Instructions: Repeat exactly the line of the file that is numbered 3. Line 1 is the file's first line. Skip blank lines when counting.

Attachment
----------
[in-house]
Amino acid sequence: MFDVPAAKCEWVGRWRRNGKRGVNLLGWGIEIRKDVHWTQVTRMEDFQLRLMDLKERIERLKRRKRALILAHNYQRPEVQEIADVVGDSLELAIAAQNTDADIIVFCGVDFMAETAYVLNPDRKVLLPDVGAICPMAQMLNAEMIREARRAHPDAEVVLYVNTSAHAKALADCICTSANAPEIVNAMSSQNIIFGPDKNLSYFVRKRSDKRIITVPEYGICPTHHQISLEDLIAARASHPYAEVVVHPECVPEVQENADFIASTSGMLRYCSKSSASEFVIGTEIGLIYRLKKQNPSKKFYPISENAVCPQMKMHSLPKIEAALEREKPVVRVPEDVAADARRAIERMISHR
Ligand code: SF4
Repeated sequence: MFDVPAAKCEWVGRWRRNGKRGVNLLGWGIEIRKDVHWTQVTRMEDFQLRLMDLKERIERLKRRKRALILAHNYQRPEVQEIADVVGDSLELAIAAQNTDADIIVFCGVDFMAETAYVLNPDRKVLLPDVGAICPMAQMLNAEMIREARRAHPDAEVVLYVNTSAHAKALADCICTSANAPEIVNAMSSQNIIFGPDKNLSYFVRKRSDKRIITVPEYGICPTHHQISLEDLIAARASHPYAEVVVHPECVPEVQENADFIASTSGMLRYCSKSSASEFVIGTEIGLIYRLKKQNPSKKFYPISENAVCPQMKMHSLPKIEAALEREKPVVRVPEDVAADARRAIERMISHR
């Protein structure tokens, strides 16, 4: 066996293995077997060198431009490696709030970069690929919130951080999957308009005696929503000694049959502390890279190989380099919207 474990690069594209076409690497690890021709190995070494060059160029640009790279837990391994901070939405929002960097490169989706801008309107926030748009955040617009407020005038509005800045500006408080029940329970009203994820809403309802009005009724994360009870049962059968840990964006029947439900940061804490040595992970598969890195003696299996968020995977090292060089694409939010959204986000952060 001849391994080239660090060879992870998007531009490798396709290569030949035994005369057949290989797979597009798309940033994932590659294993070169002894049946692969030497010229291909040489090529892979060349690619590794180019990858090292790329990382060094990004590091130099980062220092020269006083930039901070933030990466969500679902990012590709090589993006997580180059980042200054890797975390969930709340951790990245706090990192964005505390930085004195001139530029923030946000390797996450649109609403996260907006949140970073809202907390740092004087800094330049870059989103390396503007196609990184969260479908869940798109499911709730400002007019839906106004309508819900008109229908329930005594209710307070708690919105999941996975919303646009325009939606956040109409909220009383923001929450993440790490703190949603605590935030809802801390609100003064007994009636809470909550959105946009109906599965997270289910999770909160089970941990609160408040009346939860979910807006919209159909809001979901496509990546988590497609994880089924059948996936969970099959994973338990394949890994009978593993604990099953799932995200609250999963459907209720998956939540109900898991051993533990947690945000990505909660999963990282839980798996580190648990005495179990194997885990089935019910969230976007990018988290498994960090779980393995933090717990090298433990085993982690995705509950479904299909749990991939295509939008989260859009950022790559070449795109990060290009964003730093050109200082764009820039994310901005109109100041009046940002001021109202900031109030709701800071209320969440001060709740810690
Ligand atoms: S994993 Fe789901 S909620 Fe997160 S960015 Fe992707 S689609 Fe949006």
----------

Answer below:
Ligand code: SF4